Friday, June 14, 2013

MOOCs: Disruption is the Mother of Invention

Stephen Downes speaking at D2L09.
Stephen Downes
There is an article in the Boston Review by Thomas Leddy called "Are MOOCs Good for Students?" In this article Leddy claims that
"MOOCs pose a great threat to the most important value of higher education: 'literacy.' By 'literacy' I mean, very broadly, the ability to read, think about, and intelligently respond (both orally and in writing) to the literature of any field of study. Thus, implementation of MOOCs for university credit is bad because it is bad for our students."
Leddy says this because he seems to be familiar with only one kind of MOOC - those of the MIT and Stanford model. Not all MOOCs are alike, yet despite the fact that he has had the traditional education that would allow him to read, think about, and intelligently respond to any field of study, that does not seem to extend to education itself. I am not sure what publications like the Boston Review or the Chronicle of Higher Ed is up to, but the majority of articles about MOOCs in such publications are typically written by those who have never taught online, taught a MOOC, or even taken a MOOC. They are written by people who have not even reviewed the history or literature (however scant) on MOOCs.

I hate to tell Leddy this, but literacies are changing. I do a lot of writing, but my work depends more on my ability to collaborate with others and the creation of intelligent networks than my ability to write a ten page paper.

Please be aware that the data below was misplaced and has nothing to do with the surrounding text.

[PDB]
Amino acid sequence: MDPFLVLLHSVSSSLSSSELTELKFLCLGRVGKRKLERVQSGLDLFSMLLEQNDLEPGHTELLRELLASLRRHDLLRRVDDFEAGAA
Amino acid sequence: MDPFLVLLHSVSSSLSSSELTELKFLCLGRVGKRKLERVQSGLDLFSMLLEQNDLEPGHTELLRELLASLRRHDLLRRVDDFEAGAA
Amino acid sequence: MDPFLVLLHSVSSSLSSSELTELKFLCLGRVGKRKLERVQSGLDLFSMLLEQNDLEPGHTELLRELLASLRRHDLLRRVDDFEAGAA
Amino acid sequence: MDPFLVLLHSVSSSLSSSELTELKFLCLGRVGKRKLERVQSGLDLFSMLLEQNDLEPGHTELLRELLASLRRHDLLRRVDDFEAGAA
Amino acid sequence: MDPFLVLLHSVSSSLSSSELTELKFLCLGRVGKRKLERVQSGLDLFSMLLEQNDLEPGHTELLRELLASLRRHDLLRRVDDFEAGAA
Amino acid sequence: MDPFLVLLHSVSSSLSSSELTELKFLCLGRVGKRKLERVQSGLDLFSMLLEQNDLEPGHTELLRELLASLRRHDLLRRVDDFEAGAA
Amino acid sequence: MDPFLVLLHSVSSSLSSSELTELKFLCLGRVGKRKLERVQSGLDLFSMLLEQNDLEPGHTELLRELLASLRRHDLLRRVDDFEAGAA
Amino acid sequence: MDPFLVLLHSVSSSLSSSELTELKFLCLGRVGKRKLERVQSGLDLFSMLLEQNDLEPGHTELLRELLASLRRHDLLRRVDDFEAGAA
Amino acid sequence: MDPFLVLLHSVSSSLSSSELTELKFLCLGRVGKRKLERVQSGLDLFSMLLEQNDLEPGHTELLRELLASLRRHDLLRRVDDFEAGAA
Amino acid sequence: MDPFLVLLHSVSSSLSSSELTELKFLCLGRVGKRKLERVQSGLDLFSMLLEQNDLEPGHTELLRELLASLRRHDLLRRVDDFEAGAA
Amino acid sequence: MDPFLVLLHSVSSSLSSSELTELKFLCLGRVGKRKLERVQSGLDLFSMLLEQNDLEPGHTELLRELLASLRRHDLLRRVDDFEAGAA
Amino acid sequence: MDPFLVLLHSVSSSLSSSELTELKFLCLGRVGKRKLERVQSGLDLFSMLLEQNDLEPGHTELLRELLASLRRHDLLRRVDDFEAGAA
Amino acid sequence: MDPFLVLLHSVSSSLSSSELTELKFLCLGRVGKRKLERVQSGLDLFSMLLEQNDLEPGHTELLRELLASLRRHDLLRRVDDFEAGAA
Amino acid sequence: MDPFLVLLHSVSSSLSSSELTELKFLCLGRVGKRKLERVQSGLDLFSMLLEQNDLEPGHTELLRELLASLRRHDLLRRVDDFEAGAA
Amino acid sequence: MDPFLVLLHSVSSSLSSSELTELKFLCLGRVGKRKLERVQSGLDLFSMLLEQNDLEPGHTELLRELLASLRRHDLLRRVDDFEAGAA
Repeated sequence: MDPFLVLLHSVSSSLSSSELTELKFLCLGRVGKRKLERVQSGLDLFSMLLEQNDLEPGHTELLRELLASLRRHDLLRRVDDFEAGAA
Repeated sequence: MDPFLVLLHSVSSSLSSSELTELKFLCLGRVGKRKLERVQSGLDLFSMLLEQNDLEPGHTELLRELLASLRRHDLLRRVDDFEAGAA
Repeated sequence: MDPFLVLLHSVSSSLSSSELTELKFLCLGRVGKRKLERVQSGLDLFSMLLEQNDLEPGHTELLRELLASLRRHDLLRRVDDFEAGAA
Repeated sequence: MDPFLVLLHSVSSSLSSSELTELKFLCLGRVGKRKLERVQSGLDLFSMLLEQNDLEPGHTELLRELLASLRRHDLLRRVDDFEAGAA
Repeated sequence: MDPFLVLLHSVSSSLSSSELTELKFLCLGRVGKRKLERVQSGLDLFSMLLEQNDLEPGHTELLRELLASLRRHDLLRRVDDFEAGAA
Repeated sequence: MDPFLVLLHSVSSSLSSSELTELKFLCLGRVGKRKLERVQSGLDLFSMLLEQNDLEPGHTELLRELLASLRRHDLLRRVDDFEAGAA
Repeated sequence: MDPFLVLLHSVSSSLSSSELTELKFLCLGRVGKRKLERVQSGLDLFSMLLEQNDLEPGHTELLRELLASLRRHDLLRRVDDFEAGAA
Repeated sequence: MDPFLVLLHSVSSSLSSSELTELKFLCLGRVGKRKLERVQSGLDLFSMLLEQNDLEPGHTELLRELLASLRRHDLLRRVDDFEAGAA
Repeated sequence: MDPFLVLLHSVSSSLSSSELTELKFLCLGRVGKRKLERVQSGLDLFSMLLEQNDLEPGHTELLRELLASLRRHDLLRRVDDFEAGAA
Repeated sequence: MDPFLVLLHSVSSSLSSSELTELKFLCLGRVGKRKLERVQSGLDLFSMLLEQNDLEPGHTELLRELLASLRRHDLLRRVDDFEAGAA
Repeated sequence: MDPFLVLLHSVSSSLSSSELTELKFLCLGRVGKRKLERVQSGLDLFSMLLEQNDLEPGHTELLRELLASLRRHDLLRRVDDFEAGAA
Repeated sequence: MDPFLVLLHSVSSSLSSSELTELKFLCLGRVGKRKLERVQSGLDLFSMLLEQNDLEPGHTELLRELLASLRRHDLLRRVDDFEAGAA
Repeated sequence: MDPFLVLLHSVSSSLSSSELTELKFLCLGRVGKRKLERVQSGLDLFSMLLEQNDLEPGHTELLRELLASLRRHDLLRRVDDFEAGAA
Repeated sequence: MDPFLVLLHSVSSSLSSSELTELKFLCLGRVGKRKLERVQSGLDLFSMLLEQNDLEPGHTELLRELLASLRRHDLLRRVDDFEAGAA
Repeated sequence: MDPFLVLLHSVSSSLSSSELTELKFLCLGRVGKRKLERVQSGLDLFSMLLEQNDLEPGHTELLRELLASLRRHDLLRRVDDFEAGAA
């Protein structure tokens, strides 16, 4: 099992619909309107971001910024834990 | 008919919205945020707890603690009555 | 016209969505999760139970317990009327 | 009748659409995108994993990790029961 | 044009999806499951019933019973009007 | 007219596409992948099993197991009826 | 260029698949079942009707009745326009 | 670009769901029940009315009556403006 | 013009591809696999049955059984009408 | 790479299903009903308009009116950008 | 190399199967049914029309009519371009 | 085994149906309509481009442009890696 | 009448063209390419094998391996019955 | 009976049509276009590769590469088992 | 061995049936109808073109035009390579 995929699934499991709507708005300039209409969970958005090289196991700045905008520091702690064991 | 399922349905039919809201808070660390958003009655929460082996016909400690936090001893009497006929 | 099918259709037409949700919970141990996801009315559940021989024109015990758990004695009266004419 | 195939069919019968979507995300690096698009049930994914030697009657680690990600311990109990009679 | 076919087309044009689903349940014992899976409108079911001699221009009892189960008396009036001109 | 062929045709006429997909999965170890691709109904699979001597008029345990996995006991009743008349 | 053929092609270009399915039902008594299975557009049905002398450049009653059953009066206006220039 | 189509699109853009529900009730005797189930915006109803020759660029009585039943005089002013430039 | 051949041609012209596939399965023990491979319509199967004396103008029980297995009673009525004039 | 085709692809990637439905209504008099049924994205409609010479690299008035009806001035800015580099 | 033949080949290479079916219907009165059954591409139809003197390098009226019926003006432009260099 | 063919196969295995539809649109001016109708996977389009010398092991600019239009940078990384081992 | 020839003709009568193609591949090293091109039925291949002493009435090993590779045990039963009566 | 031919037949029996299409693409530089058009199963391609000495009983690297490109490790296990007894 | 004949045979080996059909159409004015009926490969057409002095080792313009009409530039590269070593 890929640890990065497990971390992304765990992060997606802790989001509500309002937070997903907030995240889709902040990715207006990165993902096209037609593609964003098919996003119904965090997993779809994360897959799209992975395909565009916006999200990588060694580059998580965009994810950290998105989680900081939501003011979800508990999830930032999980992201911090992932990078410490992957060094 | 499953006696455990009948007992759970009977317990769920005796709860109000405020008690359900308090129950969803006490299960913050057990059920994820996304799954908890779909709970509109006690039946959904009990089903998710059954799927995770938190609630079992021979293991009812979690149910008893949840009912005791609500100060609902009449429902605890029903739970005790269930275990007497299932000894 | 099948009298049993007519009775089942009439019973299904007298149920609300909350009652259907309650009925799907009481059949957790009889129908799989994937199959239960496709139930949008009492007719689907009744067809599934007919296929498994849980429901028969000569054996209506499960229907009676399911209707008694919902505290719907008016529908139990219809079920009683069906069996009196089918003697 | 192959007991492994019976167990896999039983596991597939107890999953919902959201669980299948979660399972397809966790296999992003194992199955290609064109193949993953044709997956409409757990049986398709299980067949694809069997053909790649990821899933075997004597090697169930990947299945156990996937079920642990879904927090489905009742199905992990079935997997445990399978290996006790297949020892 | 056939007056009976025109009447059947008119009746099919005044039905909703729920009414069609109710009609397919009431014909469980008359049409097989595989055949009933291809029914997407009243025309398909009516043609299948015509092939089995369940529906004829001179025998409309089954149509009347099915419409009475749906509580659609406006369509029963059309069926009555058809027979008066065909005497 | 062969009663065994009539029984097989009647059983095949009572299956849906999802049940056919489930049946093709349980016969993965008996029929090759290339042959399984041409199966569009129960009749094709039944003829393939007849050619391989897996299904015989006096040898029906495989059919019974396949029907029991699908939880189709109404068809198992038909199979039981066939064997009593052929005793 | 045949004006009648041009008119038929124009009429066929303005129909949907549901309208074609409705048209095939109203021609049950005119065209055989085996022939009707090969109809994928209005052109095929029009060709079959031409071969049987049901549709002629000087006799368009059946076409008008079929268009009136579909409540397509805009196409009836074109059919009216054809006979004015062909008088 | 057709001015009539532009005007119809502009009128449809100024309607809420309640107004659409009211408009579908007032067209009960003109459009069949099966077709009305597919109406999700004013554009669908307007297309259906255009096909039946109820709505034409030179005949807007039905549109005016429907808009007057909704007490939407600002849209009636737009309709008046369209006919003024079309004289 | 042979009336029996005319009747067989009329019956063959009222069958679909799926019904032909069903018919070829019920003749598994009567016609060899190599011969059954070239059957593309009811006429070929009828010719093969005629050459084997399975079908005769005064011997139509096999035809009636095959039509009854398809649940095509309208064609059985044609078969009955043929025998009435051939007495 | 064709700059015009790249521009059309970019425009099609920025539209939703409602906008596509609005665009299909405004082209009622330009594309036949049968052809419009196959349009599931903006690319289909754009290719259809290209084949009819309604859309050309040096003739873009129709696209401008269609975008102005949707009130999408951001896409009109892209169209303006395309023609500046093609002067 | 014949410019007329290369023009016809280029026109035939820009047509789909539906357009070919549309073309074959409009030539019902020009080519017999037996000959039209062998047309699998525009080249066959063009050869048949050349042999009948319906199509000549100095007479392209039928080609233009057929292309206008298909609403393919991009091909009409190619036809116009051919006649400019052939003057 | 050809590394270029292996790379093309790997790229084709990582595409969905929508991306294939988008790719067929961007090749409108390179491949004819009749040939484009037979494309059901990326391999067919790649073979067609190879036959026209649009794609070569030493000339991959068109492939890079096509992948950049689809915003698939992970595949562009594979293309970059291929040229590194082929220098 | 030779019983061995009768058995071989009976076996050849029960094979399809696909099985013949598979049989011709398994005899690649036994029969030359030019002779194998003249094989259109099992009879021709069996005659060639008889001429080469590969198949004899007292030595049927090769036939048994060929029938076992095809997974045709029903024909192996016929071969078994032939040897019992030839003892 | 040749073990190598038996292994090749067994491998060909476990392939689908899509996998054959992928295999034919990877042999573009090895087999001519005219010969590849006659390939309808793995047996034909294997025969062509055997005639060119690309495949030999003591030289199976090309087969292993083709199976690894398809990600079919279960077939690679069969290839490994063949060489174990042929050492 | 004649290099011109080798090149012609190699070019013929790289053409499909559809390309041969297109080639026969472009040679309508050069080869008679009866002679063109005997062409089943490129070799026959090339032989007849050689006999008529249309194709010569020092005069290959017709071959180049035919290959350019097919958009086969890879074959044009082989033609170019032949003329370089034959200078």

Leddy is very concerned with the massive (not "massively" by the way) courses that use multiple choice tests and paints all MOOCs with the same brush. I have taken three MOOCs and in not one did I take a multiple choice test. The MOOCs were assessed with what I would consider portfolio assessment. I could not have finished any of the MOOCs without reading, thinking, and intelligently responding to my peers.

English: George Siemens at TEDxNYED.
George Siemens
MOOCs didn;t just come out of nowhere to just to knock traditional teachers out of their chairs; they came from very thoughtful teachers who said "what if we did for teaching what open education resources was doing for content?" There were problems that needed to be addressed in education that traditional educators have no interest or stake in solving. MOOCs (massive open online courses) are not the disruption. The disruption came when the traditional schools decided that money was more important than access. The disruption happened when educators decided that they were fine with keeping education as an exclusive privilege of the few. The real disruption was the fact that the cost of education rose faster than the cost of living and the cost of healthcare combined.